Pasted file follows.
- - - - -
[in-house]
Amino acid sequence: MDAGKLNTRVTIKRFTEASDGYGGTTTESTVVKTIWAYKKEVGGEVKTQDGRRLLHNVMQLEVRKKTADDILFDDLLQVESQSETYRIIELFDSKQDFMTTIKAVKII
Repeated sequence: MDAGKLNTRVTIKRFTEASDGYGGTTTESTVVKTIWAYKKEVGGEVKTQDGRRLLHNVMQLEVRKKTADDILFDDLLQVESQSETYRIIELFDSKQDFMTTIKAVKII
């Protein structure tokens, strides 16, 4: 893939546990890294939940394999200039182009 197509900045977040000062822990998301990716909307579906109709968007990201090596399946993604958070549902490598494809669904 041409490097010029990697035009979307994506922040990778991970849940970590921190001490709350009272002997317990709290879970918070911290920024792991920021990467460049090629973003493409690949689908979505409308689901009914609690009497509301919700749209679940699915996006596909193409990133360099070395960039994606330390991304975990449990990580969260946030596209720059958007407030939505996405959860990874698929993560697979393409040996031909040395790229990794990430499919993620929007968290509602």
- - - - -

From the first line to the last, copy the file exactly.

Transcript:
[in-house]
Amino acid sequence: MDAGKLNTRVTIKRFTEASDGYGGTTTESTVVKTIWAYKKEVGGEVKTQDGRRLLHNVMQLEVRKKTADDILFDDLLQVESQSETYRIIELFDSKQDFMTTIKAVKII
Repeated sequence: MDAGKLNTRVTIKRFTEASDGYGGTTTESTVVKTIWAYKKEVGGEVKTQDGRRLLHNVMQLEVRKKTADDILFDDLLQVESQSETYRIIELFDSKQDFMTTIKAVKII
């Protein structure tokens, strides 16, 4: 893939546990890294939940394999200039182009 197509900045977040000062822990998301990716909307579906109709968007990201090596399946993604958070549902490598494809669904 041409490097010029990697035009979307994506922040990778991970849940970590921190001490709350009272002997317990709290879970918070911290920024792991920021990467460049090629973003493409690949689908979505409308689901009914609690009497509301919700749209679940699915996006596909193409990133360099070395960039994606330390991304975990449990990580969260946030596209720059958007407030939505996405959860990874698929993560697979393409040996031909040395790229990794990430499919993620929007968290509602």